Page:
Many people feel that it is impossible to step off the treadmill that is our job, especially in a world where we are connected 24/7. It’s hard to turn off your brain. Once you complete one task the next deadline is right behind it. As someone who suffered from OCD this was the hardest thing for me to reconcile. I lived my life through my checklists — my days were a constantly running list of checked boxes. I wanted to achieve big, ambitious goals every day of my life. You can constantly and consistently make excuses for why right now is not the right time to step away and get help. The reality is, the longer the wait the worse you will get. Sometimes the right time is right now.
It’s okay to ask for help.
This is one of the hardest steps to take; telling someone you are not feeling well and you need help. It is terrifying because you don’t want people to think of you differently. You don’t want to appear weak. You don’t want people to think you lack “mental toughness.” You don’t want people to say, “Oh well, the pressure must have gotten to them.” You don’t want to be branded with a stigma that limits your career mobility and potential.
The reality is if you are living with an anxiety disorder you are living with a disorder you can make better with the proper treatment. It is not a matter of willing yourself through the day because you want to create a perception that you can grind through anything. It’s about sharing with people what you are going through so you can be healthy, happy, and productive.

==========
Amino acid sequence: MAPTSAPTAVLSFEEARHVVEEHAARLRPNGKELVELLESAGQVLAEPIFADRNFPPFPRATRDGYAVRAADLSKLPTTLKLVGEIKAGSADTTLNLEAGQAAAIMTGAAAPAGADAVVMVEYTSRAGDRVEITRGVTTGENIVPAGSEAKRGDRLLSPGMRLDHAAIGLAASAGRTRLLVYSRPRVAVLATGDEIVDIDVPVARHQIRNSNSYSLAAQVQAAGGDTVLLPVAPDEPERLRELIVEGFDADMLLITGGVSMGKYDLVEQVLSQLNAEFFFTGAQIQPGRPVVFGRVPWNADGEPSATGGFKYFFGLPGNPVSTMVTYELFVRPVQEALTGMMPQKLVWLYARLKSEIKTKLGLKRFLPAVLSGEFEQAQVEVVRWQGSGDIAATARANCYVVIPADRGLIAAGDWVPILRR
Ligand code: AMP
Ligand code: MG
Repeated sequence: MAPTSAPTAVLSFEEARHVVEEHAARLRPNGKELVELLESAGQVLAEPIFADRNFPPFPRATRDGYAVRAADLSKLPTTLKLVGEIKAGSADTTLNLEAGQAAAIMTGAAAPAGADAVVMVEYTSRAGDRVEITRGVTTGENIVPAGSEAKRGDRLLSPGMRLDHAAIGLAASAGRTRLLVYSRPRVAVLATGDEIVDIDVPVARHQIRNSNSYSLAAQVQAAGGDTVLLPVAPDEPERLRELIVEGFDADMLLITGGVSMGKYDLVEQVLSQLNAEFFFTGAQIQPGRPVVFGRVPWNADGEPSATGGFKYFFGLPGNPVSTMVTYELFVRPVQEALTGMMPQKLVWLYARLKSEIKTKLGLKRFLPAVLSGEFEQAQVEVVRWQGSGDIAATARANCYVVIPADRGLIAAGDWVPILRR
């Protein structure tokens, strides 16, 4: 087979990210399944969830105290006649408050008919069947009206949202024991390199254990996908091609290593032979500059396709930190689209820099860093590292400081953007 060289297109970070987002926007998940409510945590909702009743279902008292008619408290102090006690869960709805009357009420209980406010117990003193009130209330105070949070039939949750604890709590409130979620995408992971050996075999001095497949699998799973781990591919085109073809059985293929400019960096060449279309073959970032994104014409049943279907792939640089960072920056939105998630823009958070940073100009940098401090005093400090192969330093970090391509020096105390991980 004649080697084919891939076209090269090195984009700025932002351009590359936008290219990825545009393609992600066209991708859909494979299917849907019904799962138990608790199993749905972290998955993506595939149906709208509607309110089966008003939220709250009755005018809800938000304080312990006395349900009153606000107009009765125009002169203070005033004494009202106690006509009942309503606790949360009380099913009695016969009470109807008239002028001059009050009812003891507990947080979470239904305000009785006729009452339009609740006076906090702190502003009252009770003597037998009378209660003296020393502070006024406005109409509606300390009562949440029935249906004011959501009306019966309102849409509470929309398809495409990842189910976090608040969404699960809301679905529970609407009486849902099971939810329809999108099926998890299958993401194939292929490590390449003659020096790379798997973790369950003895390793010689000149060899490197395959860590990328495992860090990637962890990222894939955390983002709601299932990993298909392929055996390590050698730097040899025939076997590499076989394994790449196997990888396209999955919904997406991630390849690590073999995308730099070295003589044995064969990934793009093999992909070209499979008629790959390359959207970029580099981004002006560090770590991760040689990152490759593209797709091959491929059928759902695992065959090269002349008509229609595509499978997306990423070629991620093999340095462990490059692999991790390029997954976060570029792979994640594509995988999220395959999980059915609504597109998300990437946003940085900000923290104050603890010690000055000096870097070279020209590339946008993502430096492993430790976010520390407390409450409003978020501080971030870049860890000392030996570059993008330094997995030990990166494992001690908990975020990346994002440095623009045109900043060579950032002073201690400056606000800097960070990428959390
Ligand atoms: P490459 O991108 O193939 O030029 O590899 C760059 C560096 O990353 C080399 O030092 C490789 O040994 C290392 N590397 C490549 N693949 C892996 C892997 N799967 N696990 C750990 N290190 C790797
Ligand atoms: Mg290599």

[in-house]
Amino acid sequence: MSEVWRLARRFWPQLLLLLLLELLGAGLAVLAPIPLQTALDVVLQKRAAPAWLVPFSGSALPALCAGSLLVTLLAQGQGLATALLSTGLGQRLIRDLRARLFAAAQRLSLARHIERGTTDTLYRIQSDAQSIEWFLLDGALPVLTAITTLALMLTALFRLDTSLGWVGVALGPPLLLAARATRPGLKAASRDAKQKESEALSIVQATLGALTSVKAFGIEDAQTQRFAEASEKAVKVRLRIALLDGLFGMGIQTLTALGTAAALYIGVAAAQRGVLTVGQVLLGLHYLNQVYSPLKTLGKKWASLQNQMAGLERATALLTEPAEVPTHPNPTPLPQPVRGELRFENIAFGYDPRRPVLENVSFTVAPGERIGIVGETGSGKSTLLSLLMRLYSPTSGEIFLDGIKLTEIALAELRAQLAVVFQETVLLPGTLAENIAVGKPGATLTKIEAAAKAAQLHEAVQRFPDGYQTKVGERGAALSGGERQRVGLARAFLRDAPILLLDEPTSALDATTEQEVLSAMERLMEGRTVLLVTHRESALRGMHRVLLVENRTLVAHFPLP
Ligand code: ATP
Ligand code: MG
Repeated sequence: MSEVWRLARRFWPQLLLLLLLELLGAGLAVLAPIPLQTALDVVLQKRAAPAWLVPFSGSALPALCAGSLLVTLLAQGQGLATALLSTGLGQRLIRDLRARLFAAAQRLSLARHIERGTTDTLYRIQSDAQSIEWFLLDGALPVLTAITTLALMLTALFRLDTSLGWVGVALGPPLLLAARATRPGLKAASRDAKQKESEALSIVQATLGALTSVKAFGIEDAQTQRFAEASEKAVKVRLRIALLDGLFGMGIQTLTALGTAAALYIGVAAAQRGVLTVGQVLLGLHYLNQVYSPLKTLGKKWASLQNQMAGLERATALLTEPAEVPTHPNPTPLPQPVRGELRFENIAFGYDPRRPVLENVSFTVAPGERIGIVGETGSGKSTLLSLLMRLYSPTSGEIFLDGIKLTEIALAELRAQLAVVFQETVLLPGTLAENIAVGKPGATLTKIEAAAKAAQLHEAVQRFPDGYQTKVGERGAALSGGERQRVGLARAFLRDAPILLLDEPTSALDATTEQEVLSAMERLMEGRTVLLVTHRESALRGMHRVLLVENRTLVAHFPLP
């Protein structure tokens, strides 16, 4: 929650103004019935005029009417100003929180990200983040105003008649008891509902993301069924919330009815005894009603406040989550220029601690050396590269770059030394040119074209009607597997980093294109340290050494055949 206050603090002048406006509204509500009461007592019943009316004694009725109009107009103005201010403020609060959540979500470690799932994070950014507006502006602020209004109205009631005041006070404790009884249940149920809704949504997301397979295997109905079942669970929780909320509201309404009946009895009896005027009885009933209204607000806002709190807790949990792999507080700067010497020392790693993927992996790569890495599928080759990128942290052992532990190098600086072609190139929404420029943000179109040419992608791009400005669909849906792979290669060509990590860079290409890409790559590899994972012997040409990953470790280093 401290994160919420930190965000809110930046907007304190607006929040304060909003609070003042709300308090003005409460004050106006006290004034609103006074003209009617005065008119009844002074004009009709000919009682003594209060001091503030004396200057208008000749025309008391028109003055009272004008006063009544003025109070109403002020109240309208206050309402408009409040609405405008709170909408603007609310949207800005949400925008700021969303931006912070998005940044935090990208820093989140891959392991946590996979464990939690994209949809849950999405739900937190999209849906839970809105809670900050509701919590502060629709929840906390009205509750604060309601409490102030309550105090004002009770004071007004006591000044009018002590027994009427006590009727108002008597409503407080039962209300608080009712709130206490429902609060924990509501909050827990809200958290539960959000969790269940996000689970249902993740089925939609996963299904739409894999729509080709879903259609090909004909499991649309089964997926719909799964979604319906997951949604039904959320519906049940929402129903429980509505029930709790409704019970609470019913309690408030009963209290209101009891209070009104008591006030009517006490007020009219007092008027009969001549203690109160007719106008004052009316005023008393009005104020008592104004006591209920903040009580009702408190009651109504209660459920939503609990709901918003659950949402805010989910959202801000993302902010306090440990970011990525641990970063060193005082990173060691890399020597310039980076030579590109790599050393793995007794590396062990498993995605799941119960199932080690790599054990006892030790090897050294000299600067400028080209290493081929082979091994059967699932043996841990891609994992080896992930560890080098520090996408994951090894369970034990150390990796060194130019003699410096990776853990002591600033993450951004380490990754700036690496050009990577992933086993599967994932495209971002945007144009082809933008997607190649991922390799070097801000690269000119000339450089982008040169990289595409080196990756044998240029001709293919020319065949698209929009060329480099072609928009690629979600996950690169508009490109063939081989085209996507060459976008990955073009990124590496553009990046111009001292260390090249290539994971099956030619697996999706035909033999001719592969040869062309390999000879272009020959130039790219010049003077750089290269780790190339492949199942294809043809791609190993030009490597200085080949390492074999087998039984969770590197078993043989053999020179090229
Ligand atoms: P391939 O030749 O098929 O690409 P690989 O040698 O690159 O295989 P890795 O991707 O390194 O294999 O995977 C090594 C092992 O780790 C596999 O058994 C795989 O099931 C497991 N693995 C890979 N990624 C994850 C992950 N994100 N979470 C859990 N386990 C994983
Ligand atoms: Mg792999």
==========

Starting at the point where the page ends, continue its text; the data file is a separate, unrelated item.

For managers and leaders, take the time to get educated and informed. Be supportive and empathetic — don’t dismiss it because you can’t physically see it. According to the Anxiety Disorders Association of America, approximately 1.5 percent of the U.S. population age 18 and older (about 3.3 million American adults) suffers from an anxiety disorder. Anxiety disorders can affect anyone; it doesn’t discriminate. It doesn’t matter if you are a movie star, entrepreneur, world-class athlete, an adored musician, CEO or a world leader.
Chances are you know someone right now who is doing their best to manage through something like OCD, ADD, depression or any one of a number of mental disorders. If they come to you for support, give it to them (don’t use it against them). I am blessed to have worked for amazing people at Microsoft, Porch.com, and now at SAP. What made them so great was the time they took to understand what I was going through and give me the flexibility to know my triggers so I can thrive.
Give it time.
Getting better at managing and living with your anxiety takes time; don’t rush it. For me I found success using cognitive behavioral therapy (CBT) and really understanding my triggers. Meditation is important to me. Running is important to me. Sleep and diet go hand in hand. I don’t like being around large crowds. Working with my doctor I found the right way to balance and treat my disorder. It took time and there were days when I felt like I would never improve. By dedicating myself to what it took to get better, the results came and I persevered.
It takes courage.
At the end of the day this is hard, and I will not overlook the courage that comes with having to admit that something is wrong. I was able to improve through the treatment I received and the dedication I placed on my health. In particular sleep, diet, exercise, and meditation. All of us are different and the way we handle situations like this will be different. But there is one thing I know for certain, if you can find the courage, things can and will get better.
Lastly, I know how hard it can be to “go public”. This article is about as public as one can get. I am putting my story out there as I know it can help others. This will live on the Internet forever. That is okay – because I am not ashamed and I know that when people put themselves out there so they can truly be their best, that is what they find in the end.